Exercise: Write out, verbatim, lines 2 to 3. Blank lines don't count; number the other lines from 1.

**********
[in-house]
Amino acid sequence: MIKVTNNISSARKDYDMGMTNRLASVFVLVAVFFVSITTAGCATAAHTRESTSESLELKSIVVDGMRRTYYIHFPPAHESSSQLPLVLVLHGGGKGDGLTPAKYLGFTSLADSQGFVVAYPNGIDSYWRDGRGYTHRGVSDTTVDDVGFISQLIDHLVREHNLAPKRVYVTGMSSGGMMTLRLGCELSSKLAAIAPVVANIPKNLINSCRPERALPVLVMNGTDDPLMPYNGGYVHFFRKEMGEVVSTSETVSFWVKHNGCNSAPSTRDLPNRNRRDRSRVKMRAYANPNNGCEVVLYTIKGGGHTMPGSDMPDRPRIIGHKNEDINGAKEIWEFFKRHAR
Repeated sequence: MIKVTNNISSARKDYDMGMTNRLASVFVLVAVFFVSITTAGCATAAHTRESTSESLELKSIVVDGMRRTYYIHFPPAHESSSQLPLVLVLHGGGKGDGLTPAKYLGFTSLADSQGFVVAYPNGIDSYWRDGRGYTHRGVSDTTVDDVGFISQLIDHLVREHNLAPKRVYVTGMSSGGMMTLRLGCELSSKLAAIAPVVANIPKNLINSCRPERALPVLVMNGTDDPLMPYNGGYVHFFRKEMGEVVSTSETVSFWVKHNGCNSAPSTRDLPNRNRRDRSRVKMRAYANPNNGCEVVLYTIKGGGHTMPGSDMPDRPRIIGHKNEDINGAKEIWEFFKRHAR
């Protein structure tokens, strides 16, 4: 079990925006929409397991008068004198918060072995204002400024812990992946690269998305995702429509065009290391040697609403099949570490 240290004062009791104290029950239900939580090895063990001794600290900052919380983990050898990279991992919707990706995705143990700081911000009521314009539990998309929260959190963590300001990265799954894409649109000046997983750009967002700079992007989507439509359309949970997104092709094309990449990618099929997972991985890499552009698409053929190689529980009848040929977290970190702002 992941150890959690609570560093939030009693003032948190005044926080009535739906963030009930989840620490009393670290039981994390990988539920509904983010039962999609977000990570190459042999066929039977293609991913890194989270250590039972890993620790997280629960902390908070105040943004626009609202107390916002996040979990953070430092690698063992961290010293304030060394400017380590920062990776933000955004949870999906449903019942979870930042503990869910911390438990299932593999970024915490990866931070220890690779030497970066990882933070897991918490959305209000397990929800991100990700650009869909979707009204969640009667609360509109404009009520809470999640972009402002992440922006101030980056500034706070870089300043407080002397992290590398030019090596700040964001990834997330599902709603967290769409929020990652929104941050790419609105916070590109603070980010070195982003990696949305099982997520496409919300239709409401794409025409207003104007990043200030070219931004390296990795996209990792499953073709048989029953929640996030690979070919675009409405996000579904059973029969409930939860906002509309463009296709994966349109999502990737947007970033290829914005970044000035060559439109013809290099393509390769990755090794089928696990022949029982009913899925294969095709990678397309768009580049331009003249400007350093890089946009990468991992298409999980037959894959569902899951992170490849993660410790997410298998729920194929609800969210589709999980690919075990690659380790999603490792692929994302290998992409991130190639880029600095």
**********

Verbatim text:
Amino acid sequence: MIKVTNNISSARKDYDMGMTNRLASVFVLVAVFFVSITTAGCATAAHTRESTSESLELKSIVVDGMRRTYYIHFPPAHESSSQLPLVLVLHGGGKGDGLTPAKYLGFTSLADSQGFVVAYPNGIDSYWRDGRGYTHRGVSDTTVDDVGFISQLIDHLVREHNLAPKRVYVTGMSSGGMMTLRLGCELSSKLAAIAPVVANIPKNLINSCRPERALPVLVMNGTDDPLMPYNGGYVHFFRKEMGEVVSTSETVSFWVKHNGCNSAPSTRDLPNRNRRDRSRVKMRAYANPNNGCEVVLYTIKGGGHTMPGSDMPDRPRIIGHKNEDINGAKEIWEFFKRHAR
Repeated sequence: MIKVTNNISSARKDYDMGMTNRLASVFVLVAVFFVSITTAGCATAAHTRESTSESLELKSIVVDGMRRTYYIHFPPAHESSSQLPLVLVLHGGGKGDGLTPAKYLGFTSLADSQGFVVAYPNGIDSYWRDGRGYTHRGVSDTTVDDVGFISQLIDHLVREHNLAPKRVYVTGMSSGGMMTLRLGCELSSKLAAIAPVVANIPKNLINSCRPERALPVLVMNGTDDPLMPYNGGYVHFFRKEMGEVVSTSETVSFWVKHNGCNSAPSTRDLPNRNRRDRSRVKMRAYANPNNGCEVVLYTIKGGGHTMPGSDMPDRPRIIGHKNEDINGAKEIWEFFKRHAR